When you pick your camera up to take a picture, what prompts that? What do you look for in an image?
Wow, this is quite a loaded question. First of all, it depends on if I am on a job and what brief I have been given, what comes after is how I can inject a little bit of me in. I am someone who shoots very fast and for me, it’s usually the slips that excite me. I love movement, I love it when it looks like the images is moving.
Congratulations on your recent shoot with Raveena for Wonderland, what was that experience like, and how does the creative process of working with an editorial team offer differ from your more intimate works?
Thank you very much! I must say, I don’t take on editorials that often because it doesn’t usually pay, but when I do take it on, it means I really care about the project, the team, and the concept. For me, there isn’t much of a difference to be honest, because I always have a team around me. I do have to say that I love it when every role is filled, because it just allows the creativity to grow so much more.
You’re oftentimes the subject of your own oeuvre, do you think there’s a power in self-portraiture? In being the one in charge of the way you present yourself—and your image—to the world?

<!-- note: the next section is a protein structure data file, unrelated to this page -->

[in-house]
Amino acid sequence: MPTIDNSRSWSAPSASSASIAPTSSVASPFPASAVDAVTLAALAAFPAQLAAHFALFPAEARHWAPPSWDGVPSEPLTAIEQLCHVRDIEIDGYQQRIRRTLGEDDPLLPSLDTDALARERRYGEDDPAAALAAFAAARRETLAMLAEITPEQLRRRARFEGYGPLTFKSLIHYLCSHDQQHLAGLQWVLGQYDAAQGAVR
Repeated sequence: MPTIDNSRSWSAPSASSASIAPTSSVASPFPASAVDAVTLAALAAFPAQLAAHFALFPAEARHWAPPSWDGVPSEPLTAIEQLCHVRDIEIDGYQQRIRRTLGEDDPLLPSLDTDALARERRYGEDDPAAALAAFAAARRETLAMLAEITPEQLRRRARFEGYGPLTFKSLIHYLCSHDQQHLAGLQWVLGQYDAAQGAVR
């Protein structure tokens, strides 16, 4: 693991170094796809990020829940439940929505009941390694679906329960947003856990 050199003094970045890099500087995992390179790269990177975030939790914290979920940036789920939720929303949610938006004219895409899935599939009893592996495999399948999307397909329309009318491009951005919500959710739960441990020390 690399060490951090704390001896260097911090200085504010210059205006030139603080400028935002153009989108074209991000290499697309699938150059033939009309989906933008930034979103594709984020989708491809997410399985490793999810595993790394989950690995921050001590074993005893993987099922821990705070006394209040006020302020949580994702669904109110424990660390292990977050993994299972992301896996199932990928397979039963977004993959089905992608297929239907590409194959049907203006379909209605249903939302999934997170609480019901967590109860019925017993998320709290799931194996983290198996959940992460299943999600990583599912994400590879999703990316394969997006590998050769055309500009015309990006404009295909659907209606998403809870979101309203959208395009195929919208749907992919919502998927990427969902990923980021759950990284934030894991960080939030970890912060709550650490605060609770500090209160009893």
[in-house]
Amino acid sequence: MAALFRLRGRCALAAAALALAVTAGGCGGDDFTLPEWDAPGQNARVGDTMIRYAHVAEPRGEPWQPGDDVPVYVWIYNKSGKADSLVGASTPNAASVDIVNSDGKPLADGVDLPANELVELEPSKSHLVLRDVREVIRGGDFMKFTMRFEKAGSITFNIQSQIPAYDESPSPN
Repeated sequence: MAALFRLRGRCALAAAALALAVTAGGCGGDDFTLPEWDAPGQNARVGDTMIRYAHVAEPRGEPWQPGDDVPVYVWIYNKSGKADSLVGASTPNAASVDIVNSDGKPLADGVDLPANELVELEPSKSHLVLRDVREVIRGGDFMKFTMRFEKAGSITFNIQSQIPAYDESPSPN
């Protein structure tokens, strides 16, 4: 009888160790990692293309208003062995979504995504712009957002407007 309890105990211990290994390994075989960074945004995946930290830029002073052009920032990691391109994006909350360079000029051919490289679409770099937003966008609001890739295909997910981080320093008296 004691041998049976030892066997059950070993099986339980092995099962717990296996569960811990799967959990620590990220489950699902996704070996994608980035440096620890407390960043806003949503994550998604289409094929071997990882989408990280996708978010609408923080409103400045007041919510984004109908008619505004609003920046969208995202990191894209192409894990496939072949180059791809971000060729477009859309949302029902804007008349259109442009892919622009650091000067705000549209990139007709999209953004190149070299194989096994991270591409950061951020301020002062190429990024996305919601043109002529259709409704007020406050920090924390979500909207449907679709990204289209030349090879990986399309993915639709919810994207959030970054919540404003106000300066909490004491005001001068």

Of course, it is pretty much like a complex selfie. I think there is this misperception that when you are behind the camera, you should stay there. I have been told this so many times, but I am one who believes the boundaries can be pushed and world can be merged. My self-portraits are just an extension of my portfolio; it’s a quick way I can test out new skills without having to book a whole shoot.
As both an individual and photographer, what’s been your biggest insecurity, and how have you learned to accept it or tried to mask it?
I briefly mentioned this above, but merging me as an individual into my photographic work definitely scares me. I have these thoughts all the time if I’m posting too much of myself or if I’m posting too much work? The way I go about this is to remind myself that the world is my oyster and I am free to blur the lines.